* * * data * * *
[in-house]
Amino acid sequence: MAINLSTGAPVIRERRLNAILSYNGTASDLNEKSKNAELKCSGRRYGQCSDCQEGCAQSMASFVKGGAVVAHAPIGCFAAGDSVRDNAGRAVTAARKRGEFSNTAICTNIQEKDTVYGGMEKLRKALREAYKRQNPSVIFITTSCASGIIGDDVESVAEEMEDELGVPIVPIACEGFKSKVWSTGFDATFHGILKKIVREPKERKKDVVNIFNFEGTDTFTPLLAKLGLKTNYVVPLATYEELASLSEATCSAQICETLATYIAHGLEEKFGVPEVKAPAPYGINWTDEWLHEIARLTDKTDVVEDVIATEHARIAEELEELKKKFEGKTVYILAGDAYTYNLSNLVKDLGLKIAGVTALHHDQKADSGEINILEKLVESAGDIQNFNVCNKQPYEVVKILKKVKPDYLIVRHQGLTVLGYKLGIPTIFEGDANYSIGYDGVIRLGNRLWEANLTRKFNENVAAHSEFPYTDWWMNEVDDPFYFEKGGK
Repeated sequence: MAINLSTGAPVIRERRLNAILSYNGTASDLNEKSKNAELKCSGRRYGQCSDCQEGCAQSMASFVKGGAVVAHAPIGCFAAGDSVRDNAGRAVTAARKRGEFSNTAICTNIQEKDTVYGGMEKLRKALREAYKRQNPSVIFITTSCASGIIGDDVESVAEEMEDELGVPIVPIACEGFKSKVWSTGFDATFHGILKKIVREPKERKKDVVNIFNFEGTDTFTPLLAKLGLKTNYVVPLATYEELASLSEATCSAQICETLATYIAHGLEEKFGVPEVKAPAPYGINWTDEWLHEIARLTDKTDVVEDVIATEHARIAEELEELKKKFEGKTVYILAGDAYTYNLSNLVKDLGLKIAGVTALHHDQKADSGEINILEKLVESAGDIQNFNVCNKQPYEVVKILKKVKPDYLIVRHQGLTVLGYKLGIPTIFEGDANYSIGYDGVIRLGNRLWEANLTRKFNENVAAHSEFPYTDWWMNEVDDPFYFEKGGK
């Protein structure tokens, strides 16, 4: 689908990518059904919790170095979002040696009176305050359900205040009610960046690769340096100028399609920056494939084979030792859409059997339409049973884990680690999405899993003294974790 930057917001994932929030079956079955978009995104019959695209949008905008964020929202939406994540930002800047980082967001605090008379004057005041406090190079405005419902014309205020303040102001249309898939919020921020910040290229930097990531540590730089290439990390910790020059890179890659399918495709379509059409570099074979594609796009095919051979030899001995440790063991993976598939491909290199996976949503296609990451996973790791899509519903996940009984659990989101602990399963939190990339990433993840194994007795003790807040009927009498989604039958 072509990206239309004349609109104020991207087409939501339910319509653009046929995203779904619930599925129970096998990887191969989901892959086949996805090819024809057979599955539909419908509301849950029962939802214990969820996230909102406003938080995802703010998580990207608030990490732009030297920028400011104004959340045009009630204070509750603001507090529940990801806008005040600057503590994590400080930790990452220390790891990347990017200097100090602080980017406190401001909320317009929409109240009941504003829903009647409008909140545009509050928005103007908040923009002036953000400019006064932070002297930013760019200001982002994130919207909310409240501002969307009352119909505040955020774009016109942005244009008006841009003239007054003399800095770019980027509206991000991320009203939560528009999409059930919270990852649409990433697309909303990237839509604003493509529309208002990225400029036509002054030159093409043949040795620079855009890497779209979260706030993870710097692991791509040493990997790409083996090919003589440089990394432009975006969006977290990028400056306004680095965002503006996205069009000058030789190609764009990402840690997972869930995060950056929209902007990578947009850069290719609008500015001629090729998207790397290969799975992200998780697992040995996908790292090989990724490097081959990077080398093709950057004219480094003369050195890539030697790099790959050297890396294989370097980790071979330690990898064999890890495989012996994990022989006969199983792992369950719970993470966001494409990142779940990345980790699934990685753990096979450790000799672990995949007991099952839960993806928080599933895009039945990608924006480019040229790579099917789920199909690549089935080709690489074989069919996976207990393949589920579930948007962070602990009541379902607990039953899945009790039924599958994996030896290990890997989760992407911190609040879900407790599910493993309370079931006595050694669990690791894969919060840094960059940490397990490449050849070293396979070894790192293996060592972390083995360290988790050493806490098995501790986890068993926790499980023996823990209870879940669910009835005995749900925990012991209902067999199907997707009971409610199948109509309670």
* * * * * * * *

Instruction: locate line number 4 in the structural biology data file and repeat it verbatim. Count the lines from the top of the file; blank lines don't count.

């Protein structure tokens, strides 16, 4: 689908990518059904919790170095979002040696009176305050359900205040009610960046690769340096100028399609920056494939084979030792859409059997339409049973884990680690999405899993003294974790 930057917001994932929030079956079955978009995104019959695209949008905008964020929202939406994540930002800047980082967001605090008379004057005041406090190079405005419902014309205020303040102001249309898939919020921020910040290229930097990531540590730089290439990390910790020059890179890659399918495709379509059409570099074979594609796009095919051979030899001995440790063991993976598939491909290199996976949503296609990451996973790791899509519903996940009984659990989101602990399963939190990339990433993840194994007795003790807040009927009498989604039958 072509990206239309004349609109104020991207087409939501339910319509653009046929995203779904619930599925129970096998990887191969989901892959086949996805090819024809057979599955539909419908509301849950029962939802214990969820996230909102406003938080995802703010998580990207608030990490732009030297920028400011104004959340045009009630204070509750603001507090529940990801806008005040600057503590994590400080930790990452220390790891990347990017200097100090602080980017406190401001909320317009929409109240009941504003829903009647409008909140545009509050928005103007908040923009002036953000400019006064932070002297930013760019200001982002994130919207909310409240501002969307009352119909505040955020774009016109942005244009008006841009003239007054003399800095770019980027509206991000991320009203939560528009999409059930919270990852649409990433697309909303990237839509604003493509529309208002990225400029036509002054030159093409043949040795620079855009890497779209979260706030993870710097692991791509040493990997790409083996090919003589440089990394432009975006969006977290990028400056306004680095965002503006996205069009000058030789190609764009990402840690997972869930995060950056929209902007990578947009850069290719609008500015001629090729998207790397290969799975992200998780697992040995996908790292090989990724490097081959990077080398093709950057004219480094003369050195890539030697790099790959050297890396294989370097980790071979330690990898064999890890495989012996994990022989006969199983792992369950719970993470966001494409990142779940990345980790699934990685753990096979450790000799672990995949007991099952839960993806928080599933895009039945990608924006480019040229790579099917789920199909690549089935080709690489074989069919996976207990393949589920579930948007962070602990009541379902607990039953899945009790039924599958994996030896290990890997989760992407911190609040879900407790599910493993309370079931006595050694669990690791894969919060840094960059940490397990490449050849070293396979070894790192293996060592972390083995360290988790050493806490098995501790986890068993926790499980023996823990209870879940669910009835005995749900925990012991209902067999199907997707009971409610199948109509309670």